Sunday, 10 April 2016

Nehemiah's Prayer - Nehemiah 1:5 - 11

Nehemiah and his people were in exile. He was serving a foreign king and acutely aware of the devastation and shame on his people back home. The walls of Jerusalem were in ruins and their plight was desperate.

In this context Nehemiah prays to God - a prayer we can learn from. See how (v5) he starts with God. That is the right place to start: with a confidence grounded in who God is. He re-plays what God has said and done, which will be the basis on which he eventually brings his requests. Our own prayers need not be prayed in a vacuum, but in the light of who God is.

He moves on (v6-7) to confession. Nehemiah knows the shortcomings of his people, and owns them for himself. We too can acknowledge our issues, our sheer inability in the face of His ability.

Yet despite our mess God is faithful. Nehemiah rehearses this (v8-9), doing a mini story-tell of God's faithful action and promises. This again grounds the prayer in God, lifting eyes back to Him once again. The climax of the story is for him the Exodus out-of-Egypt event. For us it is our Easter celebrations: Good Friday and Easter Day, a reminder again and again that God is faithful.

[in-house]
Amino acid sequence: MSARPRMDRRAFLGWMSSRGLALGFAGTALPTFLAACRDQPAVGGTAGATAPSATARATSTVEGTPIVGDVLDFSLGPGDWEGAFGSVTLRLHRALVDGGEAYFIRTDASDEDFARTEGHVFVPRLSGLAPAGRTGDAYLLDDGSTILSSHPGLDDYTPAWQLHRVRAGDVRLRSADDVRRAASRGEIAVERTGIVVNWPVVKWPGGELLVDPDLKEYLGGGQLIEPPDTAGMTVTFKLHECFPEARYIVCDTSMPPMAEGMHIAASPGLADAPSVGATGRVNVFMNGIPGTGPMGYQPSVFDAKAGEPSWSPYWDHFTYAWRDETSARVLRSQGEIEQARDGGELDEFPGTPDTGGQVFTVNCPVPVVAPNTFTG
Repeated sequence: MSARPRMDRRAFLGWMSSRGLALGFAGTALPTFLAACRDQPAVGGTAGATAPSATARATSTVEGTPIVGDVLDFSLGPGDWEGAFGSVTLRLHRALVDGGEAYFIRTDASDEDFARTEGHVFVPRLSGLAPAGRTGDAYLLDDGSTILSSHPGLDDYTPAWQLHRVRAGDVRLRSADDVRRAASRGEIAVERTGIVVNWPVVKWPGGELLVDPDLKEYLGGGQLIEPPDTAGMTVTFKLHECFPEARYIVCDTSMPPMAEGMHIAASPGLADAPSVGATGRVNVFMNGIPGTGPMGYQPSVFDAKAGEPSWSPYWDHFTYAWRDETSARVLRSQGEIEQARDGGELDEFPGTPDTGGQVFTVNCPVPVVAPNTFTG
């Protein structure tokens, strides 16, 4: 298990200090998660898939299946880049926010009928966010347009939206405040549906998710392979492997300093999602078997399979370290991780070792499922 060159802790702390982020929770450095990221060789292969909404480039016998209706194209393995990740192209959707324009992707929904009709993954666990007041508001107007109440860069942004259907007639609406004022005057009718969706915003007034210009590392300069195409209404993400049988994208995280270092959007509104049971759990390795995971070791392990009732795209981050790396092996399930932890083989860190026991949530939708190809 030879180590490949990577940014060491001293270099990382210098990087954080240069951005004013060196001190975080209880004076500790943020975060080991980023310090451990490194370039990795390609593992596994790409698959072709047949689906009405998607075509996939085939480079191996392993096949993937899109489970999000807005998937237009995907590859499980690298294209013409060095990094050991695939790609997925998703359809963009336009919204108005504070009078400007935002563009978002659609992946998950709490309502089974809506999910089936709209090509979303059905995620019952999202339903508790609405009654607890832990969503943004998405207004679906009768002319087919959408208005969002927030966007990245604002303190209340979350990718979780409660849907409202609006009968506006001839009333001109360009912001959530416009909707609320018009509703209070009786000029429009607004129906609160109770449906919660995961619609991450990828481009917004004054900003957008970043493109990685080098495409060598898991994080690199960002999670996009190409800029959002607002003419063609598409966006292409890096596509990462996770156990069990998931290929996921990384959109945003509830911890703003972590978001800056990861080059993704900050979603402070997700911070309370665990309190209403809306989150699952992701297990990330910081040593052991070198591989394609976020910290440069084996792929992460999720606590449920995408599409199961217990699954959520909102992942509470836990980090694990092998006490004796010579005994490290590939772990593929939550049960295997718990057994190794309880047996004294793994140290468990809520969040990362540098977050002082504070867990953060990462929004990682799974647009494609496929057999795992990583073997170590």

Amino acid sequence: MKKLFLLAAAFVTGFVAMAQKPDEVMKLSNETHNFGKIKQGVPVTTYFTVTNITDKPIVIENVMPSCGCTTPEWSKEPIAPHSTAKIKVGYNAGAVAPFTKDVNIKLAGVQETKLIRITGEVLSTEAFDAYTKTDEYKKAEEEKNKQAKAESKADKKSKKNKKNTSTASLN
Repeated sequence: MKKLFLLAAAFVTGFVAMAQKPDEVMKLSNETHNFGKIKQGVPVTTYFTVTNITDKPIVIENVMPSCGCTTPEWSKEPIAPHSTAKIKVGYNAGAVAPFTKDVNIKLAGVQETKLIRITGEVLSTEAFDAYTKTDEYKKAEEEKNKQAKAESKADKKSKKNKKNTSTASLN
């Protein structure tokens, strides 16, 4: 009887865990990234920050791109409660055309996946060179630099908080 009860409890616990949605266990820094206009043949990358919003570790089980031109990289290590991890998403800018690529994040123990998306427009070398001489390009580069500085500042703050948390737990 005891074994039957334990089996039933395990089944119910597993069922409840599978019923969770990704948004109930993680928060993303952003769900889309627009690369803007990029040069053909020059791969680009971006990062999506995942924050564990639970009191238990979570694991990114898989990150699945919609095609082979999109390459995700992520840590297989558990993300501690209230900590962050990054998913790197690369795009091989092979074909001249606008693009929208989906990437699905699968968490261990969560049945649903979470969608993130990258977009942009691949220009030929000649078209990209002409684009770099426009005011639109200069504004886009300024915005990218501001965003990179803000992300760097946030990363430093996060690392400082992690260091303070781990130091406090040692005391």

Finally v11 gets to the actual request. Notice the request list is just one verse out of the whole prayer! [Once again, something we might learn from ...]

In the last series we looked at Jesus the Discipler, training followers through a life on life process. Part of that process was modelling habits that would sustain them in their ministry and walk with Jesus. As we see also with Nehemiah, prayer is surely one such bed-rock habit.

Prayer can take many forms and styles, with different approaches suiting various personalities. Yet prayer as habit is non-negotiable. Through his prayer we see Nehemiah had a confidence in approaching God, and occasionally it is worth giving ourselves a kind of 'spiritual MOT', asking:

Key Qn: [UP] What level of confidence do you have to approach God in prayer
Challenge: Use Nehemiah's prayer as a model for your own prayer

Using a prayer like Nehemiah's can be a useful exercise, giving us a model to refresh our own prayer life, reminding us to put the focus clearly back on God whatever the circumstances.

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